Following an external review of the Cawley Career Center, the Office of the Provost has decided to separate the activities of career advising for undergraduates from those for graduate students. Cawley will in the future focus on undergraduate services for career counseling. We have appointed an implementation team to tackle the problem of building career counseling services for graduate students.
Masters programs seem to have distinct needs from PhD programs. The issues for career guidance of PhD students are changing as universities change. By definition, PhD programs are designed to educate the next generation of scholars in a field. They will be the ones who will generate new insights, building on the work of the current generation. They will be the ones to expand knowledge domains.
Most PhD programs were established to create the next generation of academics. Indeed, national studies suggest that most PhD students begin their studies with the goal of entering a tenure-line academic career. They aspire to follow in the footsteps of their undergraduate faculty who encouraged them to enter a PhD program. As their studies proceed, they seek out role models among their graduate faculty in order to shape their desired blend of research, teaching, and service. They imagine themselves 10 years hence as living very similar lives as those who mentor them.
In turn, the faculty guiding the studies of PhD students themselves are quite familiar with the nature of academic job markets, with the protocols for vetting job candidates for new assistant professor positions, the culture of job talks, and visits to a candidate campus. They know what departments are strong in their field and, often, what departments have strong supportive cultures and which departments are exhibiting internal conflicts. Good mentors of PhD students convey these features of academic life in many informal meetings and conference introductions over the years of the student’s experience. For many, they are replicating the very same experience they had as a PhD student.
Unfortunately, there is no system in the US that calibrates the supply of completed PhD’s with the demand for their knowledge and skills. In some fields, the likelihood that a PhD student eventually achieves a full professorship with tenure is small and declining. In these fields, the supply of newly minted PhD’s vastly exceeds the demand for new assistant professors. Hence, it is common that, within a few years of observing the job outcomes of more senior PhD students, a good portion of PhD students begin considering nonacademic career options.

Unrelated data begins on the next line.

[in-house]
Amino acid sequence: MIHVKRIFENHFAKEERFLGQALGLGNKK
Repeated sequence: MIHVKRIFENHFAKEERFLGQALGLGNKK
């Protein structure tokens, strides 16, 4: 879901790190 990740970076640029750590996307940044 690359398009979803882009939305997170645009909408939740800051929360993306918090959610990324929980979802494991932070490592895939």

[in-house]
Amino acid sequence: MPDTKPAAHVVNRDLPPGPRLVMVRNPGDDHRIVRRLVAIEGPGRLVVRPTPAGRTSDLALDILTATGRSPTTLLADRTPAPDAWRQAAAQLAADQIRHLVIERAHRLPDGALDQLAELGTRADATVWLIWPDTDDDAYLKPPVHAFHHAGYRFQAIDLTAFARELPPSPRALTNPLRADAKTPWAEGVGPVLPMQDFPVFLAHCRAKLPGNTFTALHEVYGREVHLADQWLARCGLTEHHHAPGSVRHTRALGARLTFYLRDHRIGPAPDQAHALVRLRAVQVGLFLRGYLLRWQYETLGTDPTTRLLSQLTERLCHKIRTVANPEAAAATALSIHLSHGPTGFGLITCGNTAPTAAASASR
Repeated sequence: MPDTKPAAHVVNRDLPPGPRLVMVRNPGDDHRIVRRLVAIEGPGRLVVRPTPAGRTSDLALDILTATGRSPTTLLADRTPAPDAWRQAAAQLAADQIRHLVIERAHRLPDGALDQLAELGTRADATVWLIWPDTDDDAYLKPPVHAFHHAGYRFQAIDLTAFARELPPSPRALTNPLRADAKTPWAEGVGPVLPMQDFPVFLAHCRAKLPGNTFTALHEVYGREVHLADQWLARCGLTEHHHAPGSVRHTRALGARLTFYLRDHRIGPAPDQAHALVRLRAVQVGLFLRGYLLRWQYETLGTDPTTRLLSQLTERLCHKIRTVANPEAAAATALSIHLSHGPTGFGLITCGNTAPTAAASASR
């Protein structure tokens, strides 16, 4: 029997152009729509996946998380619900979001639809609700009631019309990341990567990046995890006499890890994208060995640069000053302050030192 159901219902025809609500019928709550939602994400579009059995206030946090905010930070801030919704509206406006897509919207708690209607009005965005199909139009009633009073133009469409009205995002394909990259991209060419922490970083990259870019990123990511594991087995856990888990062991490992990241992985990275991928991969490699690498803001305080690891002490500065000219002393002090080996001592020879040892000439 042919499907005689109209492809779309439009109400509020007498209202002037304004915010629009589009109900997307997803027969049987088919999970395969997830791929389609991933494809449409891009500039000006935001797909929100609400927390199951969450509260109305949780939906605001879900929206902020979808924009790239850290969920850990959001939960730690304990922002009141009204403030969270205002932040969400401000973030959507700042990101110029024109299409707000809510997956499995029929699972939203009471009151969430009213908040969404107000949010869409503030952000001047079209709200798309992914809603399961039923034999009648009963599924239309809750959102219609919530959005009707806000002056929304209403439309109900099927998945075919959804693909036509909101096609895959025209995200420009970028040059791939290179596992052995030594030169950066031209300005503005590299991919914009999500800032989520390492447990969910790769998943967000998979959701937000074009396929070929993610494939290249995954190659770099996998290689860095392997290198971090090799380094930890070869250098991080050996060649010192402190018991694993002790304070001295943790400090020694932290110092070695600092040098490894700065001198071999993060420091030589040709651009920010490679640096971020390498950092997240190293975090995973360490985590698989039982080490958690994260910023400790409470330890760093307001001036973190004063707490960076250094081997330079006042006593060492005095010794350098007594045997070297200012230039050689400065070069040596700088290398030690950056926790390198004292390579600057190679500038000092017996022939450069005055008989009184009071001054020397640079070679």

Some PhD programs have altered their focus to a more nonacademic direction. The best such programs develop ties with commercial entities or nonprofit institutions that require PhD level staff. The faculty of the program thus take on the same career counseling role but for nonacademic careers. When some of the faculty in the program have real-world experience in such organizations, they can offer valuable advice about what the course of a career might be, how to translate research experiences on campus to the needs of the organization, etc.
At Georgetown, we pride ourselves on careful attention to the formation of our students. For the good of their graduates, faculty where increasing portions of their PhD graduates enter nonacademic careers necessarily assume new obligations for helping their students find their way in the nonacademic job market. Some issues are common across fields (e.g., how to translate a curriculum vitae into a commercial résumé, the anatomy of a private sector job interview). These might be ripe for common services at Georgetown for all interested PhD students. Others are quite specific to the types of nonacademic organizations hiring PhD’s from a particular discipline. These are worth discussion and deliberation among our faculty, asking the serious question of how well we are serving our PhD students, as they enter the nonacademic job market.